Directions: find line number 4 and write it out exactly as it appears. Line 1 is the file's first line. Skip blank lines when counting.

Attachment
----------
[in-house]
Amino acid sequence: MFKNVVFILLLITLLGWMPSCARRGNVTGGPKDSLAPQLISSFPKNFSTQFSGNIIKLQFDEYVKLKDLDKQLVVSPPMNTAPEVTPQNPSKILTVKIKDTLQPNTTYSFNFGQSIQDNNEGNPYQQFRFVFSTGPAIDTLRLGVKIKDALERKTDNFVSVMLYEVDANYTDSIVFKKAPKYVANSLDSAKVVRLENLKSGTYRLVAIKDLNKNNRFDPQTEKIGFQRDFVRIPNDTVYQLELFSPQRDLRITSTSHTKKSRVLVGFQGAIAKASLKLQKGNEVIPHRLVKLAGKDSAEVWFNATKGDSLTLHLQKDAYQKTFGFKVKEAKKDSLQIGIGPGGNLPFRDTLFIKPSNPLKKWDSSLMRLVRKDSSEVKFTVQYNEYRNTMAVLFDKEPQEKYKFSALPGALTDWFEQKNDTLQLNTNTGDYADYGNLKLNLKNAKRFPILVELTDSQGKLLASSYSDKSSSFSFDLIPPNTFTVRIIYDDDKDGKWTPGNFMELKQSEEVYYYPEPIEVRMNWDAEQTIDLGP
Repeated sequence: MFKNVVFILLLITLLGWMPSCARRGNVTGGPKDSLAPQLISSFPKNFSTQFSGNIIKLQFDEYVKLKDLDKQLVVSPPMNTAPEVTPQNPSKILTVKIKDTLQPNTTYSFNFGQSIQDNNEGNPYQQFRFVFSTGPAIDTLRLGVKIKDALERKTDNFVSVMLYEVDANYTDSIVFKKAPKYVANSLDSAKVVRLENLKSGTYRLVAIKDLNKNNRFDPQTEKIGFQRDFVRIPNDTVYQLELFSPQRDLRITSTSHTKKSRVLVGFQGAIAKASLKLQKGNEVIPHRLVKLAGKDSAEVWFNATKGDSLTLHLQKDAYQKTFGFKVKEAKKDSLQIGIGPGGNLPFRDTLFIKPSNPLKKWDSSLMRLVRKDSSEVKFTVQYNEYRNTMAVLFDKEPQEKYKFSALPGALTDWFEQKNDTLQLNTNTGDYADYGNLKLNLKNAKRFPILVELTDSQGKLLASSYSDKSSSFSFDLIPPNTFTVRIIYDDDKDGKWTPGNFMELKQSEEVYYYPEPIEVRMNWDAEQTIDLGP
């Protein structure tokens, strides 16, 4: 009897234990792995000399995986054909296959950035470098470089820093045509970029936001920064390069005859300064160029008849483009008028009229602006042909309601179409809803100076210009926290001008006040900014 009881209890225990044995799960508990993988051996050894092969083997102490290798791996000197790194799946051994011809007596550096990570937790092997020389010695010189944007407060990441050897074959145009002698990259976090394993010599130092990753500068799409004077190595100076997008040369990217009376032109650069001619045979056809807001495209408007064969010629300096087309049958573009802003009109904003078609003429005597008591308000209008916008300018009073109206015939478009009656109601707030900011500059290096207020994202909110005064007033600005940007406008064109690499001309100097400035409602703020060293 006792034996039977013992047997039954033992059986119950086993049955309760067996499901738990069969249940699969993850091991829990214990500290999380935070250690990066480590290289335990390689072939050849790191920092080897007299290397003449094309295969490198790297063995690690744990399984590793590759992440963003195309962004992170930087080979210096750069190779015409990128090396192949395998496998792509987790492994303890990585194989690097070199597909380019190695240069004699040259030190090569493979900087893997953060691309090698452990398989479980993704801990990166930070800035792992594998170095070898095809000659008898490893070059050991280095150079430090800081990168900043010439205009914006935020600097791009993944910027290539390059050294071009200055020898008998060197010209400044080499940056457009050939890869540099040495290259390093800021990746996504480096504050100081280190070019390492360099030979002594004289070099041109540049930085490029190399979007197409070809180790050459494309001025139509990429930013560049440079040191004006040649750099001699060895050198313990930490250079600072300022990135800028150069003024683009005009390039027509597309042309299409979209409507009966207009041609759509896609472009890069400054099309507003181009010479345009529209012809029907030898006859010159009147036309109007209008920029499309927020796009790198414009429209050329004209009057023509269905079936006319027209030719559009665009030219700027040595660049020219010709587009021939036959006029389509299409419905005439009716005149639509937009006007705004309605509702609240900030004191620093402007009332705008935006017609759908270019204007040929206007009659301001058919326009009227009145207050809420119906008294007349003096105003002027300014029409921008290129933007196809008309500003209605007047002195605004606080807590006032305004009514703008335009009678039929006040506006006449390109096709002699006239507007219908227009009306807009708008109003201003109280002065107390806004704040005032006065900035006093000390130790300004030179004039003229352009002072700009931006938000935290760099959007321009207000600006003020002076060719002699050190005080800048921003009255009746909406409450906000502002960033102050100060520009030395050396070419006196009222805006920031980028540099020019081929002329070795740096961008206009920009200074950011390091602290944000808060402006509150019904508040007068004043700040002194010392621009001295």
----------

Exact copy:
């Protein structure tokens, strides 16, 4: 009897234990792995000399995986054909296959950035470098470089820093045509970029936001920064390069005859300064160029008849483009008028009229602006042909309601179409809803100076210009926290001008006040900014 009881209890225990044995799960508990993988051996050894092969083997102490290798791996000197790194799946051994011809007596550096990570937790092997020389010695010189944007407060990441050897074959145009002698990259976090394993010599130092990753500068799409004077190595100076997008040369990217009376032109650069001619045979056809807001495209408007064969010629300096087309049958573009802003009109904003078609003429005597008591308000209008916008300018009073109206015939478009009656109601707030900011500059290096207020994202909110005064007033600005940007406008064109690499001309100097400035409602703020060293 006792034996039977013992047997039954033992059986119950086993049955309760067996499901738990069969249940699969993850091991829990214990500290999380935070250690990066480590290289335990390689072939050849790191920092080897007299290397003449094309295969490198790297063995690690744990399984590793590759992440963003195309962004992170930087080979210096750069190779015409990128090396192949395998496998792509987790492994303890990585194989690097070199597909380019190695240069004699040259030190090569493979900087893997953060691309090698452990398989479980993704801990990166930070800035792992594998170095070898095809000659008898490893070059050991280095150079430090800081990168900043010439205009914006935020600097791009993944910027290539390059050294071009200055020898008998060197010209400044080499940056457009050939890869540099040495290259390093800021990746996504480096504050100081280190070019390492360099030979002594004289070099041109540049930085490029190399979007197409070809180790050459494309001025139509990429930013560049440079040191004006040649750099001699060895050198313990930490250079600072300022990135800028150069003024683009005009390039027509597309042309299409979209409507009966207009041609759509896609472009890069400054099309507003181009010479345009529209012809029907030898006859010159009147036309109007209008920029499309927020796009790198414009429209050329004209009057023509269905079936006319027209030719559009665009030219700027040595660049020219010709587009021939036959006029389509299409419905005439009716005149639509937009006007705004309605509702609240900030004191620093402007009332705008935006017609759908270019204007040929206007009659301001058919326009009227009145207050809420119906008294007349003096105003002027300014029409921008290129933007196809008309500003209605007047002195605004606080807590006032305004009514703008335009009678039929006040506006006449390109096709002699006239507007219908227009009306807009708008109003201003109280002065107390806004704040005032006065900035006093000390130790300004030179004039003229352009002072700009931006938000935290760099959007321009207000600006003020002076060719002699050190005080800048921003009255009746909406409450906000502002960033102050100060520009030395050396070419006196009222805006920031980028540099020019081929002329070795740096961008206009920009200074950011390091602290944000808060402006509150019904508040007068004043700040002194010392621009001295």